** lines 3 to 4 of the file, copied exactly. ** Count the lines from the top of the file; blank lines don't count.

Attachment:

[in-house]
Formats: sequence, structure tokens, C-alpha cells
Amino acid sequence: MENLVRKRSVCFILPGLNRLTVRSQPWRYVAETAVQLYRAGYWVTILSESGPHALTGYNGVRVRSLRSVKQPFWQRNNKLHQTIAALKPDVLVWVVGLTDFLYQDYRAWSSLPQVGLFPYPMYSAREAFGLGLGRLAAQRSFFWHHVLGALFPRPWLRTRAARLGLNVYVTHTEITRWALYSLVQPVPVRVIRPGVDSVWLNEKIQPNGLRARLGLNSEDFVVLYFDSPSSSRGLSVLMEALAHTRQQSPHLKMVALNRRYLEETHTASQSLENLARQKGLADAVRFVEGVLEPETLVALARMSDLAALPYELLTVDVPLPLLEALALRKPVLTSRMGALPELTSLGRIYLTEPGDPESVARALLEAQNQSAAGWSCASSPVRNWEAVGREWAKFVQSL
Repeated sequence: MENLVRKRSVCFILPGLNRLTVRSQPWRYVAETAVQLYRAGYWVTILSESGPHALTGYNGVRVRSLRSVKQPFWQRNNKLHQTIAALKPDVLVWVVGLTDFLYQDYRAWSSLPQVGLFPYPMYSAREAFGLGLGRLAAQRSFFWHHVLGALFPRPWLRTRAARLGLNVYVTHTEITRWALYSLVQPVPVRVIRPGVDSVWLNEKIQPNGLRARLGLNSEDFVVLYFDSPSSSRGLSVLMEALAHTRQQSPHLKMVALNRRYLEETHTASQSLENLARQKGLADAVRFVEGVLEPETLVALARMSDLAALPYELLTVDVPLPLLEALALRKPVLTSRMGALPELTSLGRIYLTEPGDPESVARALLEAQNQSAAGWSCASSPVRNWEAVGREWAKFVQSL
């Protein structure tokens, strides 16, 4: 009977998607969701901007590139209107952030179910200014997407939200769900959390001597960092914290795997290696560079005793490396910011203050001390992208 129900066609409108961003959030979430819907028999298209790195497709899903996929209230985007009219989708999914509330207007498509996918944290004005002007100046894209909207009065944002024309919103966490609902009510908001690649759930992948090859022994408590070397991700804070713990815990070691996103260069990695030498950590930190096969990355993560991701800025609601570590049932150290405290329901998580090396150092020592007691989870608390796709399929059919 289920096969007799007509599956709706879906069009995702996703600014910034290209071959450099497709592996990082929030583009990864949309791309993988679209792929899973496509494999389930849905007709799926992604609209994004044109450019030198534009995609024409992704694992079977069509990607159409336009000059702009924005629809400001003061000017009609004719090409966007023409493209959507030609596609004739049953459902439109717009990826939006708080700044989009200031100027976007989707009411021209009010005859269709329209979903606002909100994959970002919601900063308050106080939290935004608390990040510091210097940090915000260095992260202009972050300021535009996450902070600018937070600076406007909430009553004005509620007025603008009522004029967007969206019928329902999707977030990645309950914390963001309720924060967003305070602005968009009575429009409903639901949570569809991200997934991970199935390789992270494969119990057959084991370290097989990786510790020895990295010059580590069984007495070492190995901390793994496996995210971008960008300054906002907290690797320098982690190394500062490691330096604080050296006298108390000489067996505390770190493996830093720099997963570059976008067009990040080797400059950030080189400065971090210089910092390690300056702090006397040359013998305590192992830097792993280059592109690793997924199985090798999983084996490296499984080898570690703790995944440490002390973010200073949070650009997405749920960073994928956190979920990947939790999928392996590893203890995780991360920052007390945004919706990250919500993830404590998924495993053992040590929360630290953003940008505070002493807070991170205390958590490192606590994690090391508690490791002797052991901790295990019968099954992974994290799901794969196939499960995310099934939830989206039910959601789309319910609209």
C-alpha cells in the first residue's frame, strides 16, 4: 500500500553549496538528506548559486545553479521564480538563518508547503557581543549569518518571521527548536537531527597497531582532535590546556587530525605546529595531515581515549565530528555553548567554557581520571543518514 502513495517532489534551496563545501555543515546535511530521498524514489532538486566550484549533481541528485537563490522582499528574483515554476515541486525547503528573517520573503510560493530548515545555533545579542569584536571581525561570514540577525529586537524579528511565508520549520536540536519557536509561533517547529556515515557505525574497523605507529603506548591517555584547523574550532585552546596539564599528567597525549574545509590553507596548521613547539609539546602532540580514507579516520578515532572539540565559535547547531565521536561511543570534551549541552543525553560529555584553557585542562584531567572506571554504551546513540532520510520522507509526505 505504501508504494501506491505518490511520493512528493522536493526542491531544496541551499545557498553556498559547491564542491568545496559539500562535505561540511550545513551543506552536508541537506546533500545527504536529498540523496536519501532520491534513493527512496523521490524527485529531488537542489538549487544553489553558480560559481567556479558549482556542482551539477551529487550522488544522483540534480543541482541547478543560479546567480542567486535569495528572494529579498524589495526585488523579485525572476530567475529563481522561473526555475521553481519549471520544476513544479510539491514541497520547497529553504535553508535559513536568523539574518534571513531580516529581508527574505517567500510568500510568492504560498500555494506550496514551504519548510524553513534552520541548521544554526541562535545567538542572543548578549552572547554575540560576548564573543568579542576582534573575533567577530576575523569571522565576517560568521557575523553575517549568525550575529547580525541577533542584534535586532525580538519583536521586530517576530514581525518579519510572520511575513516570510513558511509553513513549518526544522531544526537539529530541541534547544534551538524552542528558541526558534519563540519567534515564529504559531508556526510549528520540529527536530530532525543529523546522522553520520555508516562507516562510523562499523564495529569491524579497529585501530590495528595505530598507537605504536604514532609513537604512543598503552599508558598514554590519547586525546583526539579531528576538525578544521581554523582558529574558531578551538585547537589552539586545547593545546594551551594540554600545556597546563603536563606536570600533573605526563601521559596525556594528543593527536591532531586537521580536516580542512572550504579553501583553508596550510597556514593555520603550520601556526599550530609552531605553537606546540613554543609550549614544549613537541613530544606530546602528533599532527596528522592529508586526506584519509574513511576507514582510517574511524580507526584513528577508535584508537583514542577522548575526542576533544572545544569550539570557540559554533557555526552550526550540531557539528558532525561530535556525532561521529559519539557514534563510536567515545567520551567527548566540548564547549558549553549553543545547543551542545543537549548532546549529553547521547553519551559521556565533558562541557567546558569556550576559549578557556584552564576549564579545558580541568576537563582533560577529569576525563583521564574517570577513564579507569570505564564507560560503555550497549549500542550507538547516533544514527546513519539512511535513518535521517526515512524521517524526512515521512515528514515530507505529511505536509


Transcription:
Amino acid sequence: MENLVRKRSVCFILPGLNRLTVRSQPWRYVAETAVQLYRAGYWVTILSESGPHALTGYNGVRVRSLRSVKQPFWQRNNKLHQTIAALKPDVLVWVVGLTDFLYQDYRAWSSLPQVGLFPYPMYSAREAFGLGLGRLAAQRSFFWHHVLGALFPRPWLRTRAARLGLNVYVTHTEITRWALYSLVQPVPVRVIRPGVDSVWLNEKIQPNGLRARLGLNSEDFVVLYFDSPSSSRGLSVLMEALAHTRQQSPHLKMVALNRRYLEETHTASQSLENLARQKGLADAVRFVEGVLEPETLVALARMSDLAALPYELLTVDVPLPLLEALALRKPVLTSRMGALPELTSLGRIYLTEPGDPESVARALLEAQNQSAAGWSCASSPVRNWEAVGREWAKFVQSL
Repeated sequence: MENLVRKRSVCFILPGLNRLTVRSQPWRYVAETAVQLYRAGYWVTILSESGPHALTGYNGVRVRSLRSVKQPFWQRNNKLHQTIAALKPDVLVWVVGLTDFLYQDYRAWSSLPQVGLFPYPMYSAREAFGLGLGRLAAQRSFFWHHVLGALFPRPWLRTRAARLGLNVYVTHTEITRWALYSLVQPVPVRVIRPGVDSVWLNEKIQPNGLRARLGLNSEDFVVLYFDSPSSSRGLSVLMEALAHTRQQSPHLKMVALNRRYLEETHTASQSLENLARQKGLADAVRFVEGVLEPETLVALARMSDLAALPYELLTVDVPLPLLEALALRKPVLTSRMGALPELTSLGRIYLTEPGDPESVARALLEAQNQSAAGWSCASSPVRNWEAVGREWAKFVQSL